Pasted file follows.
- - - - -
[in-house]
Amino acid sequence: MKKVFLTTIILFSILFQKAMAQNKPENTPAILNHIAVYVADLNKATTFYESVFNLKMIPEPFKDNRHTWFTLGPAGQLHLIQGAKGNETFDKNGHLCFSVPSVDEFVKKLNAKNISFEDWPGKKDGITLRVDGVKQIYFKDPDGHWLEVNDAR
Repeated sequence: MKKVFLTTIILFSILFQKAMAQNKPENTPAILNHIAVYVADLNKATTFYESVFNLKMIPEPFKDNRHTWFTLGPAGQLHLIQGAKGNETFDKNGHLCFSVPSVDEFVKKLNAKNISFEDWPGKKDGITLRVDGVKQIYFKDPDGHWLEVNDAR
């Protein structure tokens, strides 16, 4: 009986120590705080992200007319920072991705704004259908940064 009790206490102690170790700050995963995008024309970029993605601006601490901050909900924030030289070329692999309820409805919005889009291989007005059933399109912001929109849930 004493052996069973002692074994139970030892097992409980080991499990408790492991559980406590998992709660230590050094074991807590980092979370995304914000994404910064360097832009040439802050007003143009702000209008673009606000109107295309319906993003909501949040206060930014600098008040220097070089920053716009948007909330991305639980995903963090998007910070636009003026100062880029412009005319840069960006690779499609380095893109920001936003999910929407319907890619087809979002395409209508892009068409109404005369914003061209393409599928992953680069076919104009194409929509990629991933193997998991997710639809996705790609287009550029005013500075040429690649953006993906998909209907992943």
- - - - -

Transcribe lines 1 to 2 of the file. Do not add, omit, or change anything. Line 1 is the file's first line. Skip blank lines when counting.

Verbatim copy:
[in-house]
Amino acid sequence: MKKVFLTTIILFSILFQKAMAQNKPENTPAILNHIAVYVADLNKATTFYESVFNLKMIPEPFKDNRHTWFTLGPAGQLHLIQGAKGNETFDKNGHLCFSVPSVDEFVKKLNAKNISFEDWPGKKDGITLRVDGVKQIYFKDPDGHWLEVNDAR